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Sacrament of concession


Even after five long years since the government privatized the power transmission lines in the entire country, the private concessionaire —the National Grid Corporation of the Philippines, or NGCP—is still in the mood to spend a great deal of money.

According to recent reports, NGCP says that it is willing to remit in advance part of the concession fee to the government, amounting to between $1 billion and $2 billion.

At the same time, NGCP seems to be getting more aggressive in its capital investments in the transmission system.

In fact, the company still has pending applications with the government to upgrade various power lines and substations.

Back in 2008, the NGCP acquired the exclusive right to operate the power transmission lines of the government firm Transco, with a bid of almost $4 billion in concession fee, to be remitted to the government on a staggered basis.

But the Aquino (Part II) administration wants NGCP to prepay part of the remaining $2.7 billion in concession fee, since the government outfit PSALM, which manages the assets—and the huge debts—of Napocor, says it needs the funds now.

NGCP president Henry Sy Jr., known as Big Boy in business, who happens to be the eldest son and heir apparent of taipan Henry Sy—the richest man in the country today, according to Forbes magazine—recently told media that, yes, indeed, NGCP is willing to prepay a huge portion of the remaining $2.7 billion in concession fee.

The prepayment thus will be on top of the billions of pesos programmed by NGCP as capital investments in the country’s power transmission system.

Whew! Perhaps we can expect a more reliable power transmission system in the next couple of years—well, assuming of course that we have enough supply from the power generation sector?

From what I’ve heard, anyway, some applications of NGCP are still hanging before the Energy Regulatory Commission, or ERC, even for more major projects to address the increase in demand in certain areas, coming in particular from rural electric cooperatives.

In fact, by the end of 2013, NGCP is scheduled to complete new transmission lines, and complete the upgrading of a number of others, according to Big Boy Sy.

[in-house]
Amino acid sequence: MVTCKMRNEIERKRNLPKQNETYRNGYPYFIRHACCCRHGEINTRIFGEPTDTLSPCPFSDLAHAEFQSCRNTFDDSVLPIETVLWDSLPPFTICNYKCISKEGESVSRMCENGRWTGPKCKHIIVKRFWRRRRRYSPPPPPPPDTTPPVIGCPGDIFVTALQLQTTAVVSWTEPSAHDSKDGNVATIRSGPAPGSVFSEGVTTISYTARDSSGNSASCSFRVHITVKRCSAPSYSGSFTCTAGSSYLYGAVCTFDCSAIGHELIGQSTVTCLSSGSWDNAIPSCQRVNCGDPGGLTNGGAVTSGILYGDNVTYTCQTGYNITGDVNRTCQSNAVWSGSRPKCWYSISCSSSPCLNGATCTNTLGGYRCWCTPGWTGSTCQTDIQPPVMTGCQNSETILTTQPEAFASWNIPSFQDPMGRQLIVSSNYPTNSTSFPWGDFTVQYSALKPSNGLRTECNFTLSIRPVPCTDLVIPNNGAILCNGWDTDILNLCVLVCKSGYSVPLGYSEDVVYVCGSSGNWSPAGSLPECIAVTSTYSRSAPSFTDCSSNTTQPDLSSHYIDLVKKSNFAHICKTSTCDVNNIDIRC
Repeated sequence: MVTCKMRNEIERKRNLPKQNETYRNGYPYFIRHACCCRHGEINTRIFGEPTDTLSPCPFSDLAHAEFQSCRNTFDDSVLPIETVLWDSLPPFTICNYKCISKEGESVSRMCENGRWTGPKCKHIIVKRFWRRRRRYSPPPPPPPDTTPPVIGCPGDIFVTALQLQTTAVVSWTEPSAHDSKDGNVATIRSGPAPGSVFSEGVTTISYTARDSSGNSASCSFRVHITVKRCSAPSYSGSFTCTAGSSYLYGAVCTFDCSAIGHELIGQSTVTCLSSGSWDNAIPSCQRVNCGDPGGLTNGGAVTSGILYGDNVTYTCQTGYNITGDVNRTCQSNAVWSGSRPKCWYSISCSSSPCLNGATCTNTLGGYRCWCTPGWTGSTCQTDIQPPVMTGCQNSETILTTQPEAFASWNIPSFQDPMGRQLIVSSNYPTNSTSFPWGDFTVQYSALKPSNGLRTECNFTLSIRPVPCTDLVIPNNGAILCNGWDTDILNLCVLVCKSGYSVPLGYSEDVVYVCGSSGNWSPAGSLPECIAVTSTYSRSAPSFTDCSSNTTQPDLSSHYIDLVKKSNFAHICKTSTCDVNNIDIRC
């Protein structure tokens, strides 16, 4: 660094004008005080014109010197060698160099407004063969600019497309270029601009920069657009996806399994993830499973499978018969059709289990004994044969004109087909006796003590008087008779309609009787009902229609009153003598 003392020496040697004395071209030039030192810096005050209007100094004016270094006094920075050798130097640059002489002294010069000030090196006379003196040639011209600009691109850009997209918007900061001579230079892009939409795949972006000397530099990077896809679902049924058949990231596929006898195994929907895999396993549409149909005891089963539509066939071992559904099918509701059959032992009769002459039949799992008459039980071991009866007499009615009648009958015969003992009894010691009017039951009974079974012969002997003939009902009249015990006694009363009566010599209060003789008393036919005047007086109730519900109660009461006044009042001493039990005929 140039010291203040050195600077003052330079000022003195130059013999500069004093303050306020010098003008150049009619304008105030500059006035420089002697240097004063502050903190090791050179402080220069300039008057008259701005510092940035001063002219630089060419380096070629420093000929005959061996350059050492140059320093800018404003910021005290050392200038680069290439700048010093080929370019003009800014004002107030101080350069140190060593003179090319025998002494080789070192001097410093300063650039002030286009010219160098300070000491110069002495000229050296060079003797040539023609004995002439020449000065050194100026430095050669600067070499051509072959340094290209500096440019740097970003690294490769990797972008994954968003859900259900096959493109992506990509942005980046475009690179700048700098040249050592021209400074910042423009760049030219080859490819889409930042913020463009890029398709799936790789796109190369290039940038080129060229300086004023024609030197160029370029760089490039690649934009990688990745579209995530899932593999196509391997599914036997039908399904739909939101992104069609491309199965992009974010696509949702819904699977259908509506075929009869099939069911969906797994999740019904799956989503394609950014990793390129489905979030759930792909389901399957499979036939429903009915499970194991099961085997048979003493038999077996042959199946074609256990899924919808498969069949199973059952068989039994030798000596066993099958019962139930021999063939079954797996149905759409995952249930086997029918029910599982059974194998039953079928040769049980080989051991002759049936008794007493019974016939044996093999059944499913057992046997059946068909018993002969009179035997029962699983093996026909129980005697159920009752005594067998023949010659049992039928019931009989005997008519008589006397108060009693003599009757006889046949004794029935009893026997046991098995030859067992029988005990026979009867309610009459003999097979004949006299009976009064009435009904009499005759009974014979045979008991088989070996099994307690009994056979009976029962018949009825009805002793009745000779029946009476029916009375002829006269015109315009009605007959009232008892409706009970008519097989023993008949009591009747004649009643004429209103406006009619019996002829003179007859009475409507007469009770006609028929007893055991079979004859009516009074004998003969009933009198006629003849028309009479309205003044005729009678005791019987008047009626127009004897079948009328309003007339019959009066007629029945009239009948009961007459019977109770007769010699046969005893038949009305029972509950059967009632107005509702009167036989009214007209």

Sy said this in a speech at the recent annual general membership meeting of the Philippine Rural Electric Cooperative Associations Inc. (Philreca).

One of these projects is the Colon-Cebu transmission line that will benefit the people in Bohol and Panay Island, because it will reinforce the transmission backbone in Cebu that delivers power from the new coal plant there to the various electric cooperatives.

In particular, big users like the Visayan Electric Company (Veco), Mactan Enerzone Corporation, General Milling Corp. and the Waterfront Hotel and Casino will all benefit from the new NGCP transmission line.

Also due for completion by end 2013 is the so-called Balo-i-Villanueva-Maramag transmission line in Mindanao, which is the transmission backbone linking, finally, the northern and the southern parts of the island.

The overloaded transmission system in the southern part of Luzon is also undergoing a major upgrade, as NGCP increases the capacity of Lumban-Bay transmission line by four times, thus providing an alternate power highway in the fast growing areas in Batangas.

Here is good news to mining companies in Mindanao: NGCP will start soon the second circuit of the Butuan-Placer transmission project, serving the part of the island with huge mining operations paying billions of pesos in taxes to the government.

Also pending before the ERC are NGCP applications for the upgrade of the transmission system that will connect the various hydro power plants in Mindanao to the main grid, benefiting power distributors like Iligan Light and Power, plus of course heavy power users such as Mabuhay Vinyl, Treasure Steelworks and Platinum Group Metals Corp.

Question: Will those NGCP projects mean less power outages—or absolutely no brownout at all? At least the huge capital investments of NGCP will create stability in the power transmission system.

Whether or not NGCP has power to transmit, as I said, is another question.

Another matter of course is the problem of NGCP in its collection from customers, particularly the non-paying electric cooperatives, controlled basically by local politicians.

But then again, whoever said that any concession with the government is a walk in the park?

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